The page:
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Diary of a fund manager - Messes, Problems and Puzzles - 21.01.19

David Miller, Investment Director, Quilter Cheviot

This week follows up on previous Diaries about what is behind the post-Christmas rally, some news from the Algarve, and guidance on problem solving.

Last week markets continued to unwind the December hissy fit with equities moving higher, safe haven bonds lower and gold unchanged. Sterling strengthened against the euro and the dollar was weak against both. Interest rate forecasts and trade war rhetoric continued to moderate with only the impact of the US government shut down on economic growth and, for those of us based in the UK, Brexit causing concern. Now for the results season.

On the political front, guerrilla warfare has broken out between The White House and Congress, and Brexit staggers on. Sterling responded to the Government’s defeat on Tuesday by going up and the vote of no confidence was, in market terms, a non-event. The consensus is suggesting that the chances of a ‘no deal’ or hard Brexit are diminishing. Talk of a constitutional crisis seems exaggerated, but a solution does now seem to hinge on whether the referendum result is more or less democratic than the will of a majority of democratically elected MPs. Which takes precedence will determine what happens next. From an American who has lived in Rome for many years, the observation that chaos has different effects in different countries. Those used to a dysfunctional government, like Italians, take a little bit of uncertainty in their stride, whereas Brits and Americans are acclimatised to rational government and so are more likely to overreact to problems.

None of this makes investment easy, but whoever said it was supposed to be. I particularly liked a phrase embedded in a report from a hedge fund manager that sums up what those of us making investment decisions are trying to do. ‘‘Our strategy is to own the optionality of change without a significant negative bleed’’. American’s do have a way with words. Put another way, stay invested, but try not to lose too much on bad days.

My week included a trip to the Algarve to contribute to the annual conference of a multi-jurisdictional wealth management company. Comparing notes with advisers based in a dozen, predominantly European, countries was enlightening. A year ago, long term residents in EU countries with British passports were confused and angry. Now they seem more settled, having dealt with bureaucracy of the countries in which they live and work. Resilience is under-rated by politicians and headline writers. It was hard to gauge the mood of the local economy because out of season tourist towns are very quiet. Empty roads and shuttered shops have little to say. What I did learn is that residential construction is booming, funded by US private equity. Where the end demand will come from is another matter. However, clear blue skies and bright sunshine made a nice change from mid-winter London.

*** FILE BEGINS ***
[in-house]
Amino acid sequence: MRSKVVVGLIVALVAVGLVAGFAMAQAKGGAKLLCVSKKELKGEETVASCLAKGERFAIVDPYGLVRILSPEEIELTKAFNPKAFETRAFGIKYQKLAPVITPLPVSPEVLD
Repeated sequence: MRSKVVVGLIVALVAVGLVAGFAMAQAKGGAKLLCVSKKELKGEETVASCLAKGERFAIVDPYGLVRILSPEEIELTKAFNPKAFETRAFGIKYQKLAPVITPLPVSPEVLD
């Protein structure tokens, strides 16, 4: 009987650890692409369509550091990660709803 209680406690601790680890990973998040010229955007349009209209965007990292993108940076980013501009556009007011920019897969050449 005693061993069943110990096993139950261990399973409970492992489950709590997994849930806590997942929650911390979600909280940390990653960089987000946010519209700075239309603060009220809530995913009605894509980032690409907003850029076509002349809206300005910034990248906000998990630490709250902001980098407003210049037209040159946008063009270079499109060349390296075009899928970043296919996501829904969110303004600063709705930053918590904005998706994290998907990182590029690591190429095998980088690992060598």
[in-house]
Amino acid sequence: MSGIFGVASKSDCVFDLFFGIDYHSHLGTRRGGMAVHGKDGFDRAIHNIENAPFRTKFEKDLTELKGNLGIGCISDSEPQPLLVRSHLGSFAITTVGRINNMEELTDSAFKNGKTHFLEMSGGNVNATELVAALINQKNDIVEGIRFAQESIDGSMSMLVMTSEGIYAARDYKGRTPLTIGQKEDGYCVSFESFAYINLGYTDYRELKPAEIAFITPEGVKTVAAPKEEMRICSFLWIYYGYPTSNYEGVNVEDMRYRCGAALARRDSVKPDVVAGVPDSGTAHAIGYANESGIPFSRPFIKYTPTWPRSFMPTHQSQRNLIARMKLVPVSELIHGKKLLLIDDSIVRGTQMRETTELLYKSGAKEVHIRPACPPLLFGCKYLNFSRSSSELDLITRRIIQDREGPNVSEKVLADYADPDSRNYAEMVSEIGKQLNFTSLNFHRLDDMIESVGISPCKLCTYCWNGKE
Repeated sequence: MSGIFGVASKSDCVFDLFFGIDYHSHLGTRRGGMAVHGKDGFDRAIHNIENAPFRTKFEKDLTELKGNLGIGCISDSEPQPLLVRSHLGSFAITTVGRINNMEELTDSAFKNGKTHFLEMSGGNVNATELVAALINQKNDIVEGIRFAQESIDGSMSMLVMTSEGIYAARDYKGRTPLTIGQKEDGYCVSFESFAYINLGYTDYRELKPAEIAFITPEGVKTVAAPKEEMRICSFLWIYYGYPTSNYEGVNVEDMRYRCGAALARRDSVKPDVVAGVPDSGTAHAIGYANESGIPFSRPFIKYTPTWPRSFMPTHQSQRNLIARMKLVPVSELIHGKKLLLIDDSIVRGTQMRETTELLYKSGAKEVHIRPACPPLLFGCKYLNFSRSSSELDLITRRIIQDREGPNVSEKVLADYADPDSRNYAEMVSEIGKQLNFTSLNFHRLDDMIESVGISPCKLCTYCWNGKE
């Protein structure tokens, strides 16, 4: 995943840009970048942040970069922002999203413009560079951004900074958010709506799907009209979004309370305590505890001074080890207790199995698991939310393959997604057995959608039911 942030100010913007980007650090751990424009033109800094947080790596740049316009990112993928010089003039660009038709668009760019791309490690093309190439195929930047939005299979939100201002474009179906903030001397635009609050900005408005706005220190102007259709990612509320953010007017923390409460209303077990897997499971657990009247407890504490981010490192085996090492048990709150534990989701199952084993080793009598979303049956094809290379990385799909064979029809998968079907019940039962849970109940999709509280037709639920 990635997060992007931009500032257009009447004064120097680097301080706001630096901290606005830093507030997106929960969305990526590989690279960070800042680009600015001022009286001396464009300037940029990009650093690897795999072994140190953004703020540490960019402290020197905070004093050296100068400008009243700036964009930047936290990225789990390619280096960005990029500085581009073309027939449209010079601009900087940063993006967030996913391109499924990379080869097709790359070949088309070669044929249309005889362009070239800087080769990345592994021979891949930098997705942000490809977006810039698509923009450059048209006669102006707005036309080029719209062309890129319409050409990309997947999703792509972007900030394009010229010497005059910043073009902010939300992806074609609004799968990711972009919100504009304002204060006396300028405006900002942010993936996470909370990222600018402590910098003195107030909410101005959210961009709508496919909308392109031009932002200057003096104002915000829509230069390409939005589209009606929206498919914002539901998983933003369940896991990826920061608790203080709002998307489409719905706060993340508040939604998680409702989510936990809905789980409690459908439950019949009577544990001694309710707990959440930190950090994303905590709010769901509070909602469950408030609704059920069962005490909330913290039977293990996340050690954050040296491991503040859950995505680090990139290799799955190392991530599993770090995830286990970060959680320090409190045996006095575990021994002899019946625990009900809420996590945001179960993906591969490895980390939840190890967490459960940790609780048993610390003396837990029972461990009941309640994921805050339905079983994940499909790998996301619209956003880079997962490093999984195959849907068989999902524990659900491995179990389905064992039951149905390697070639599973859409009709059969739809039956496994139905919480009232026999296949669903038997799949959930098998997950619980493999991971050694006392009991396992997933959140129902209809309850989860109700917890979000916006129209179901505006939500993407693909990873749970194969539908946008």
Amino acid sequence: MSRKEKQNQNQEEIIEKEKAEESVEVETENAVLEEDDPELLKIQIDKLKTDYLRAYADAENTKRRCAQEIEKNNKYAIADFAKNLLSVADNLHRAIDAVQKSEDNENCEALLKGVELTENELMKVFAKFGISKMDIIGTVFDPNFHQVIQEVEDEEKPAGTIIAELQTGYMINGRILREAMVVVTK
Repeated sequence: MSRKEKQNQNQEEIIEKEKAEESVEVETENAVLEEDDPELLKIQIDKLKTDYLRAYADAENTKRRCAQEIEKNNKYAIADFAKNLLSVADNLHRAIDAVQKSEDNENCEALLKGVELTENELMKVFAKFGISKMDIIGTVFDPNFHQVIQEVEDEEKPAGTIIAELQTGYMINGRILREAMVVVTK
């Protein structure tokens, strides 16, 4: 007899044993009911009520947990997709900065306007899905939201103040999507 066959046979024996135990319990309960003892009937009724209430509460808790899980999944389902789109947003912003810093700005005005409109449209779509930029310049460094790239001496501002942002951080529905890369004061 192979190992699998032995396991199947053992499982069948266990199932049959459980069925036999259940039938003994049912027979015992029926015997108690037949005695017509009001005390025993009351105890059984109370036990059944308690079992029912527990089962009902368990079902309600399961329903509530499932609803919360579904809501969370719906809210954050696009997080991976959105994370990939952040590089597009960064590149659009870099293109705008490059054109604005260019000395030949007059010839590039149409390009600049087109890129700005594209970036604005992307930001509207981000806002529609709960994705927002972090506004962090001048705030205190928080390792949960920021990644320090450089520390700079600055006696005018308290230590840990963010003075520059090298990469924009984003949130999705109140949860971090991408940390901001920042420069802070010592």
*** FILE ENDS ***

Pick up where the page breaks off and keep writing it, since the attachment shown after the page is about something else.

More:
At the moment we seem to be beset by problems with no clear solution. Courtesy of an article written a few years ago by author and commentator Gerald Ashley which I have kept in a safe place until needed, some observations which I think have found their time:

  • Complex problems fall into three categories, messes, problems or puzzles. Each are different and need to be approached in different ways.
  • Messes are ill-defined in form and structure and so are most like real life.
  • Problems have a defined structure with potential solutions, but none are absolutely clear and right.
  • Puzzles are well defined and have specific solutions that can be worked out.

Most of us crave certainty and as much control as possible. Politicians and business leaders are just the same and perhaps even more so. ‘Bring me facts and experts. I want a solution now!’ By implication, those in positions of authority tend to treat most issues as puzzles, sometimes problems and never messes. As a result they tend to seek shortcuts to answers that are probably wrong. The biggest mistake is to carve out part of a mess, treat it as a problem and then solve it as a puzzle. This can lead to very bad decisions.

Apply this analysis at will to a complex problem near you.

Ask David a question
Investors should remember that the value of investments, and the income from them, can go down as well as up. You may not recover what you invest. This commentary has been produced for information purposes only and isn’t intended to constitute financial advice; investments referred to may not be suitable for all recipients. Any mention of a specific security should not be interpreted as a solicitation to buy or sell a specific security.

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